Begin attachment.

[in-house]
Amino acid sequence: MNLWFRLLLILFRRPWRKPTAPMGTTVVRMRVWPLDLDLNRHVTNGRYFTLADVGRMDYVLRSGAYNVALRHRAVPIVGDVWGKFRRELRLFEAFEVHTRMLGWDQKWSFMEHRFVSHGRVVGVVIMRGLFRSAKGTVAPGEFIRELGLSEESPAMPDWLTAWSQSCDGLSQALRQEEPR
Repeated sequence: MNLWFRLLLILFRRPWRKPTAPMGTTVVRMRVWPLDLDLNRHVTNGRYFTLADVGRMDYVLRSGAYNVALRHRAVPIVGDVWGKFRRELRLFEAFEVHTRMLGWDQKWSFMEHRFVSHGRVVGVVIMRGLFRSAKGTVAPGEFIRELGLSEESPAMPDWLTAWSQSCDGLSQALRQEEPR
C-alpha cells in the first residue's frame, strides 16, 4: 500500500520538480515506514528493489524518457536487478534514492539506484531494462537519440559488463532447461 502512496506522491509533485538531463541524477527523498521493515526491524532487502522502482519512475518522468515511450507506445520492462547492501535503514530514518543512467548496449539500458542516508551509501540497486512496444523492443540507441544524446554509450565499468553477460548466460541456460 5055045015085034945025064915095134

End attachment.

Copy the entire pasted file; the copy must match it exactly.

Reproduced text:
[in-house]
Amino acid sequence: MNLWFRLLLILFRRPWRKPTAPMGTTVVRMRVWPLDLDLNRHVTNGRYFTLADVGRMDYVLRSGAYNVALRHRAVPIVGDVWGKFRRELRLFEAFEVHTRMLGWDQKWSFMEHRFVSHGRVVGVVIMRGLFRSAKGTVAPGEFIRELGLSEESPAMPDWLTAWSQSCDGLSQALRQEEPR
Repeated sequence: MNLWFRLLLILFRRPWRKPTAPMGTTVVRMRVWPLDLDLNRHVTNGRYFTLADVGRMDYVLRSGAYNVALRHRAVPIVGDVWGKFRRELRLFEAFEVHTRMLGWDQKWSFMEHRFVSHGRVVGVVIMRGLFRSAKGTVAPGEFIRELGLSEESPAMPDWLTAWSQSCDGLSQALRQEEPR
C-alpha cells in the first residue's frame, strides 16, 4: 500500500520538480515506514528493489524518457536487478534514492539506484531494462537519440559488463532447461 502512496506522491509533485538531463541524477527523498521493515526491524532487502522502482519512475518522468515511450507506445520492462547492501535503514530514518543512467548496449539500458542516508551509501540497486512496444523492443540507441544524446554509450565499468553477460548466460541456460 5055045015085034945025064915095134